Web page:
Alder he has been doing a lot of crafts lately. He’s got a long attention span focusing on one activity for up to an hour with out getting wiggly. The other day we stopped in the bead store to make a present for my aunt whose birthday is coming up. I figured we would choose the beads together and then I would end up doing most of the stringing. But Alder chose the beads (once I steered him towards ones we could afford), and strung all but the last fifteen. I had to help with the clasps but it was mostly his work.
Why is it that we decided what children can and can not do because of their age? In my mind I hear myself say he is too young to do this, the beads are too small, he shouldn’t be able to sit for this long. Yet he sat on his stool for close to an hour stringing beads. As parents we have a lot of preconceived ideas about what our children’s abilities are, we see the labels on boxes saying 0-3 and think to ourselves they must know better than me. But what do they really know about my child? They list those ages because they are afraid that they might choke on some of it and sue the company. They are not thinking about the interest of the child at all.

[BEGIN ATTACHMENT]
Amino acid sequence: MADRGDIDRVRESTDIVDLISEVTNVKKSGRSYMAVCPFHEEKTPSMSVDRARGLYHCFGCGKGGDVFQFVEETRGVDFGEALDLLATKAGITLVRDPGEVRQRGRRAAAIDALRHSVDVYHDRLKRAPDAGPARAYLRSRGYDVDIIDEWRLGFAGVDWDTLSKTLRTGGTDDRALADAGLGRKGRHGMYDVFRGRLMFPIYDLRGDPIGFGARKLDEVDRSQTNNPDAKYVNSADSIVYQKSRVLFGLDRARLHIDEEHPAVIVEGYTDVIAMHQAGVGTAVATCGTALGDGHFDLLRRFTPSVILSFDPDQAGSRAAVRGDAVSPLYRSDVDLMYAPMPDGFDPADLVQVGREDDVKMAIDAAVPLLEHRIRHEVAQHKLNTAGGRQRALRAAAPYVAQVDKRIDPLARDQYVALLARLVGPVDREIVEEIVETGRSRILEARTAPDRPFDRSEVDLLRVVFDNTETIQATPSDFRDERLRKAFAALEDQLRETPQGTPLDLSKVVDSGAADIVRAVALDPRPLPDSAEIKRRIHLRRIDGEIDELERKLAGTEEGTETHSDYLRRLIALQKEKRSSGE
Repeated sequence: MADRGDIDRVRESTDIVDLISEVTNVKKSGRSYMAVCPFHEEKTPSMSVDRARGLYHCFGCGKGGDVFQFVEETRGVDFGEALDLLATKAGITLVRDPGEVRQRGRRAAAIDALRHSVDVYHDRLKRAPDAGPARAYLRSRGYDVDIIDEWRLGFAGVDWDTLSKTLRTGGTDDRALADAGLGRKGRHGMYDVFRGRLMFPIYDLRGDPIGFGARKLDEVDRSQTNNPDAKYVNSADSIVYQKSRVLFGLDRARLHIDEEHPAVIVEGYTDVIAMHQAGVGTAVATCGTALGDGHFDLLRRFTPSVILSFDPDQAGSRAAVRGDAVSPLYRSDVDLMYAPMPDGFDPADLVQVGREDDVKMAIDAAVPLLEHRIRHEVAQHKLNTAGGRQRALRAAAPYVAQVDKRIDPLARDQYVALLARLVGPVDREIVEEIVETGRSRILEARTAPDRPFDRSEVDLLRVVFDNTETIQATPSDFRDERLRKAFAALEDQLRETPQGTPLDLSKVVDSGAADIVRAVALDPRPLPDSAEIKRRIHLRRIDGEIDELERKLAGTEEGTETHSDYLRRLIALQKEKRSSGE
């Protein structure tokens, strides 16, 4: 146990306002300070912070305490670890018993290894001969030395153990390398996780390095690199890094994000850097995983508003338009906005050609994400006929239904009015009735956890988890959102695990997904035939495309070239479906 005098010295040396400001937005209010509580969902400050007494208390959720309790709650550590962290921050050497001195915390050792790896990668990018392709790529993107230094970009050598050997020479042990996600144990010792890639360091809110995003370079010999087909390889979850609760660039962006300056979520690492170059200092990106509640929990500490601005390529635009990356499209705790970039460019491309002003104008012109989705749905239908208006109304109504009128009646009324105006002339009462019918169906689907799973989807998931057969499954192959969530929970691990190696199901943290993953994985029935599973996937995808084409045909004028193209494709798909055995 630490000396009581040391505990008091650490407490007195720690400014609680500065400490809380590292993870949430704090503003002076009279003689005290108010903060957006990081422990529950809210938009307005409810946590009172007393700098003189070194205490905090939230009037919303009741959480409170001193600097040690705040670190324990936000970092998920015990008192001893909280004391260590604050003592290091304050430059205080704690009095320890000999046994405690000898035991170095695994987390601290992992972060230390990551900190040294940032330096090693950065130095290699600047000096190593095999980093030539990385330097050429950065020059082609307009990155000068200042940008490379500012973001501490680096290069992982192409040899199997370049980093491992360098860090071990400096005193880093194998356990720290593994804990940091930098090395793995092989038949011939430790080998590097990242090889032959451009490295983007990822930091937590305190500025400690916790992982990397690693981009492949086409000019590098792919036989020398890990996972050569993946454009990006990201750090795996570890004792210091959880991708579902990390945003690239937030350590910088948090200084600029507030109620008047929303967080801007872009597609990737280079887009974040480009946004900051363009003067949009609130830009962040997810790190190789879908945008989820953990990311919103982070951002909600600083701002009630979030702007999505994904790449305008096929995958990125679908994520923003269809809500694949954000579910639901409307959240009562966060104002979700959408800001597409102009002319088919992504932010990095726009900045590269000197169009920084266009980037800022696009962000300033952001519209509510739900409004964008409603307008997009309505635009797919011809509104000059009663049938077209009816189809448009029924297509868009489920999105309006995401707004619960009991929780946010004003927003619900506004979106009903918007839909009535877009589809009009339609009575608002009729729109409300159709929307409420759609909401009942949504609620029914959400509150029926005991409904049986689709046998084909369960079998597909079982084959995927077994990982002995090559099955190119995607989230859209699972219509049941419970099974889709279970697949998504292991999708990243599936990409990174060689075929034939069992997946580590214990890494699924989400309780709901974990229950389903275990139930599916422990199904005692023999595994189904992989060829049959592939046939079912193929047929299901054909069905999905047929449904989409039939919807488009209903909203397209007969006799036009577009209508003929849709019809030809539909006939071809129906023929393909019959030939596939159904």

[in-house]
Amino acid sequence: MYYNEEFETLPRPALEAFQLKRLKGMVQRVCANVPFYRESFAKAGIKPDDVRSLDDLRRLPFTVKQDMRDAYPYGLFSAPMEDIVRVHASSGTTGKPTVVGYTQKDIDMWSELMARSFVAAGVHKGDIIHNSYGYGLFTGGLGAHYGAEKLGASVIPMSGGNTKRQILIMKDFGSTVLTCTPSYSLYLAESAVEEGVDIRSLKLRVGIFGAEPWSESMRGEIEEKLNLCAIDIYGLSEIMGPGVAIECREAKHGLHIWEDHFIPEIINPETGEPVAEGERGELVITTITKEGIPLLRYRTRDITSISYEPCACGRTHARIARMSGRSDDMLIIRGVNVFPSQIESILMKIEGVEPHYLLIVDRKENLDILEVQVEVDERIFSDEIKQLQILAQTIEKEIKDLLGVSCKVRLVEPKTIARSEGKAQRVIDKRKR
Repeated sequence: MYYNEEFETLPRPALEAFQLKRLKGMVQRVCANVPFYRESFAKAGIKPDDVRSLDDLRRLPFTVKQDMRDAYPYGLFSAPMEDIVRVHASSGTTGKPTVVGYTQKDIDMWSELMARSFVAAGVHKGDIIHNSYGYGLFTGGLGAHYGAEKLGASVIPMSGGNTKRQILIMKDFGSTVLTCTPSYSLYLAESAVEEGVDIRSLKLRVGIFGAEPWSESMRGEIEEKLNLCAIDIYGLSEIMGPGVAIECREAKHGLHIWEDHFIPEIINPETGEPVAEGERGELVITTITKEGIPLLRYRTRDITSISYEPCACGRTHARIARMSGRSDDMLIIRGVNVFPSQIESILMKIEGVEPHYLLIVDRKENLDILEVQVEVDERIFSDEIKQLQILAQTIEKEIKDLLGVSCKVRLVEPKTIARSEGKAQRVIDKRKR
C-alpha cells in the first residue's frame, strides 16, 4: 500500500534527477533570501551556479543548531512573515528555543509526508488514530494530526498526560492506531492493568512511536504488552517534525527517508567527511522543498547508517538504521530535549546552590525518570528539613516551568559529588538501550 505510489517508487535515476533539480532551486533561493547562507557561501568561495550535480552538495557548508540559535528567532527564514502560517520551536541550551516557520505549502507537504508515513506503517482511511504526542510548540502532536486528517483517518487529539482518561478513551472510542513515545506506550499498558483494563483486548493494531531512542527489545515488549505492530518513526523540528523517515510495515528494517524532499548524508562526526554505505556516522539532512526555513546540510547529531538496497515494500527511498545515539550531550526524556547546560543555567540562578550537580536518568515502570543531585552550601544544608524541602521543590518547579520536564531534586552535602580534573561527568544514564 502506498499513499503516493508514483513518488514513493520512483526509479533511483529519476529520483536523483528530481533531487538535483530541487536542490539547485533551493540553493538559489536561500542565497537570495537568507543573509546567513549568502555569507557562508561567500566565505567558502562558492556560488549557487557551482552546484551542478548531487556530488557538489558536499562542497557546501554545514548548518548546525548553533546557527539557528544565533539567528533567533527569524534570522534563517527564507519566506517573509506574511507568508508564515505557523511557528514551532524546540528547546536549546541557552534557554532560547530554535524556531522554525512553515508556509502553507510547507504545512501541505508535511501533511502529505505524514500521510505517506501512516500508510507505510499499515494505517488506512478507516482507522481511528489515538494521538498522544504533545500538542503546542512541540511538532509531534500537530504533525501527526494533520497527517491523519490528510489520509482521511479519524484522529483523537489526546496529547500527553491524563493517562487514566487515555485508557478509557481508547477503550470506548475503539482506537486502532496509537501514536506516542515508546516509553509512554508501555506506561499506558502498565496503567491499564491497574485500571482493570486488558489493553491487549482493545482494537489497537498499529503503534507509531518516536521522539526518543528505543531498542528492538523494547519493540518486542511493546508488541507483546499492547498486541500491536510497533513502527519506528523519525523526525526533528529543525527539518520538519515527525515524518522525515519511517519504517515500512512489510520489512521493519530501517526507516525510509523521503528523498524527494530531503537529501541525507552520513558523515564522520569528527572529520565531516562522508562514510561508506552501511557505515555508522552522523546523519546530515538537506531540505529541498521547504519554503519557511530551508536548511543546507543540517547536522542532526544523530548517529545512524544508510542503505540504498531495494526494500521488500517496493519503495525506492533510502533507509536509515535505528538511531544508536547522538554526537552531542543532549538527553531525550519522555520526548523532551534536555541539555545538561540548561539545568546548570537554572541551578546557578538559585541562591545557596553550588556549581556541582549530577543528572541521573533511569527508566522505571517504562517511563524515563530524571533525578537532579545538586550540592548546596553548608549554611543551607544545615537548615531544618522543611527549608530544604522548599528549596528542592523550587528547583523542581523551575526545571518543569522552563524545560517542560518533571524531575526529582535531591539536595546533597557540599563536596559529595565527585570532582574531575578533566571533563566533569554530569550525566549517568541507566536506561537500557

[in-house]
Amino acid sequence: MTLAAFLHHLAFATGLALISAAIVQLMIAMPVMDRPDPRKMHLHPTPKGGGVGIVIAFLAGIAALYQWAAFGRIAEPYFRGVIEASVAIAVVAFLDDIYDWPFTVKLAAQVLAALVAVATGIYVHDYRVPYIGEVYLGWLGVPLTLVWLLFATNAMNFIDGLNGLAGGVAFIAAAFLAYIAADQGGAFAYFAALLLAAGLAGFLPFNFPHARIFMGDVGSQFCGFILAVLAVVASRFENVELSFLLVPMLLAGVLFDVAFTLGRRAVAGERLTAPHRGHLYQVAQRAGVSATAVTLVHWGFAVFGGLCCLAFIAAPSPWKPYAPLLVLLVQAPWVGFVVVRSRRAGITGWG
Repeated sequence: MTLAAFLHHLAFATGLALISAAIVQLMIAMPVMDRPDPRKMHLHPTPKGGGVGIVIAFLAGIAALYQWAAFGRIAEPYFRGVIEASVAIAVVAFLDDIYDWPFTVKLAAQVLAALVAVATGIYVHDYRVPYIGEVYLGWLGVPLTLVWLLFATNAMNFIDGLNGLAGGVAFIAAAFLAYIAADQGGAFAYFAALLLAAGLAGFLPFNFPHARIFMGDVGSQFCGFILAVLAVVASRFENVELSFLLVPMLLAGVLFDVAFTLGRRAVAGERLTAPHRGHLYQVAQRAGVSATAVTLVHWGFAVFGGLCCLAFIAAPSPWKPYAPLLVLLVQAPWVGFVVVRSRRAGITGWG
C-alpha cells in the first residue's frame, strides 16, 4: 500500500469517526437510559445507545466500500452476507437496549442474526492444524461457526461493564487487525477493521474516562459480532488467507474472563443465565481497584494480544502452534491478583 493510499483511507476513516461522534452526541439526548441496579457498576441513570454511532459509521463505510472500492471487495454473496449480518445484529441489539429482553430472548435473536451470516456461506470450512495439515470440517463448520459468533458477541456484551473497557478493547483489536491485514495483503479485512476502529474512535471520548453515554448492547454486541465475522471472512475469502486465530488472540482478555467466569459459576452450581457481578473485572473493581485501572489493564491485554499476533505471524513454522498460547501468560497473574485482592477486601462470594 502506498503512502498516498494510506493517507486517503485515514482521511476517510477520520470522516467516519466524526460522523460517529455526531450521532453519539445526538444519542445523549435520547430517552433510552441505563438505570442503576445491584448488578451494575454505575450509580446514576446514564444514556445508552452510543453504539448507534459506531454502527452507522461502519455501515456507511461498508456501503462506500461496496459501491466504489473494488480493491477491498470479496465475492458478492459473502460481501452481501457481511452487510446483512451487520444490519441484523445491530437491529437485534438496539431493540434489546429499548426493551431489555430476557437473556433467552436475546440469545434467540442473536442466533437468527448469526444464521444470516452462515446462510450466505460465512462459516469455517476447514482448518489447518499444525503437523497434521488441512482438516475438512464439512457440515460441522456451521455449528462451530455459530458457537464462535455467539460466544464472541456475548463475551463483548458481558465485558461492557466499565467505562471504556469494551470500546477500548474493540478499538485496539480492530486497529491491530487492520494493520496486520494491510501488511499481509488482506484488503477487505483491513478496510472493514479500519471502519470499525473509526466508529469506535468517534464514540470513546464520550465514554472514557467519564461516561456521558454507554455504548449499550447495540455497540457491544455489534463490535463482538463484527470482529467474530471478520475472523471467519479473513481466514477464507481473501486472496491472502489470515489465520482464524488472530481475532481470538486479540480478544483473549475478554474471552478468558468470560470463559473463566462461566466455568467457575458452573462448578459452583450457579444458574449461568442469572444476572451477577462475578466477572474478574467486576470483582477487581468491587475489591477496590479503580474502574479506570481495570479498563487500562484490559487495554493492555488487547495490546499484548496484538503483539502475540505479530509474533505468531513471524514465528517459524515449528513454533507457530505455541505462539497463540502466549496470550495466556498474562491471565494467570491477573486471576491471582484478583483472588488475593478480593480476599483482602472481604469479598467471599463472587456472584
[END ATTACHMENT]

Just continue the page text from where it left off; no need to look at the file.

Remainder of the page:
Every child is different, but every time I look at the “age appropriate” toys for Alder I can’t imagine him enjoying them at all. The toys he loves are the ones that have no age stickers, blocks from my childhood, blankets and boxes, puppets and stuffed animals. With these he creates worlds that keep him involved for hours. What I love about these toys is that they will last for years (some of them are from my childhood 30+ years ago).
I have noticed with Alder that he gravitates towards toys that he can bring into his make believe. If a toy is too specific or too complicated it gets played with once or twice and then put aside. He returns to characters of his own making and the pieces needed to make the worlds they inhabit. I just found a copy of this book at a tag sale for 50 cents. I want to make some of these for him to give him more spaces that he can play pretend in. I know our house isn’t the best place space but he carves out little corners. It makes me happy to know that there will be more room for him when we move.
Over time I am learning how to follow Alder’s cues. I learn what he is able to do by watching and giving him the freedom to try things. When something sparks his interest I try to make room for him to explore it, not pushing it on him but making the activity or subject readily available. A few weeks ago when I was making a necklace for myself A helped out with a few beads. This past week I thought we would do the project together, but once I showed the right beads he took complete ownership of the project not letting me help until the end when he was getting tired of stringing them on but really wanted all of them on the wire.
For as many books on parenting and children that I look through truly my best teacher is Alder himself.